Late last year NASA astronaut Don Pettit invented a coffee cup that will work in zero gravity!

“We can suck our coffee from a bag, but to drink it from a cup is hard to do because you can’t get the cup up to get the liquid out, and it’s also easy to slosh,” Pettit told Mission Control while sending a video of his new invention to Earth.

“The way this [cup] works is, the cross section of this cup looks like an airplane wing,” he said. “The narrow angle here will wick the coffee up.”

The result: space coffee in a zero-G cup.

You’d think the hard part about drinking a liquid from a cup in space would be keeping the liquid in the cup, but actually the hard part is getting the liquid out! Coffee, like most liquids, tends to stick to itself and the container it’s in, even rising at the edge of the cup it’s in (called the meniscus.)

By making the cup come together at a sharp angle on one side Pettit gave the cup a special edge that the coffee could climb. This encourages capillary action, a wicking effect to happen which delivers some of the coffee to the lip of the cup where it can be enjoyed.

Now let’s just hope someone can adapt this idea to a half-decent travel mug! Really! Please?

Kona Luna CoffeeHawaiian Kona coffee is no doubt one of the finest coffees in the world. Most major roasters will have a Kona coffee but today I’m trying a coffee from Kona Luna who specializes in only 100% Kona coffee.

I only got the chance to try the Kona Luna Peaberry from this roaster. Other peaberry coffees (which grows with one bean per coffee cherry rather than the typical two) I have had have been excellent but this is the first Hawaiian peaberry I have tried.

The peaberry has an excellent flavor with the complete absence of bitterness that is typical of Hawaiian coffees. The coffee is rich without being overwhelming and has a pleasant aftertaste which quickly disappears.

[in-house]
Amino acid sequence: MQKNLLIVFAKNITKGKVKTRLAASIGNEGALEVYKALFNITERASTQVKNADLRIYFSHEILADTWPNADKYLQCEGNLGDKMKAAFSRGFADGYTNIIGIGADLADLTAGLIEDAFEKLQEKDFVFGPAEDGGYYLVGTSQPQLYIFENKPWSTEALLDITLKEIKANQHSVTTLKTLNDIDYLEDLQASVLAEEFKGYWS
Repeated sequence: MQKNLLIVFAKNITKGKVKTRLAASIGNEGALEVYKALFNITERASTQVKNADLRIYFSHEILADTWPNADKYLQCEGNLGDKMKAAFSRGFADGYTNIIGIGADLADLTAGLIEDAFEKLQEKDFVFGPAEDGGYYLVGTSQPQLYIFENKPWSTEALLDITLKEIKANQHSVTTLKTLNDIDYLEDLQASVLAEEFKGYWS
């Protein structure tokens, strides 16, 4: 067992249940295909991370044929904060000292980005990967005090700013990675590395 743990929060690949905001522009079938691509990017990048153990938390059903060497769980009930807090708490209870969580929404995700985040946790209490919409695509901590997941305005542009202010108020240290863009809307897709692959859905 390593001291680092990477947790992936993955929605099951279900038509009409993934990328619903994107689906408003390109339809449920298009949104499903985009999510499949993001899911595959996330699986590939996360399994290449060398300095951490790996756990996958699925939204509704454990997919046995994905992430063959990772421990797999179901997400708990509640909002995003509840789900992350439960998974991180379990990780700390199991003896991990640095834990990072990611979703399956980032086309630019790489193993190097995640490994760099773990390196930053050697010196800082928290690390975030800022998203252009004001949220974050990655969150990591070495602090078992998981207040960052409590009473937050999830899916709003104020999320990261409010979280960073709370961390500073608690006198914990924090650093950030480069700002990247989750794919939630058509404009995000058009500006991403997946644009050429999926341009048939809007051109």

Many of these characteristics are typical of the better Hawaiian Kona coffees I’ve had but the Kona Luna peaberry has more richness and body than others. It’s clear that Kona Luna takes great care in roasting and packaging their coffees to preserve these values resulting in an outstanding coffee in the cup!

The $33 per pound price tag is a few dollars higher than Hawaiian Kona from many other roasters but this specialty roaster does a wonderful job preparing this wonderful coffee. For a special treat or a great gift for the coffee lover in your life Kona Luna Coffee makes a great cup.

A Pret creationAlex over at PositiveSharing.com always has great tips and info on being happy at work, but this article on hiring happy people at the British based company Pret A Manger particularly caught my attention.

Alex pulled just the right quote from this article from The Insider blog:

“You can’t hire someone who can make sandwiches and teach them to be happy,” says Jay, “So we hire happy people and teach them to make sandwiches”

This may seem like an oversimplification, but it’s true! I’ve always felt when hiring that you are much better interviewing the person first, then worry about their skills. I’ve seen folks with more experience than I come in to a job and have a negative impact on those around them and I’ve seen folks with practically no experience come in and do wonderfully.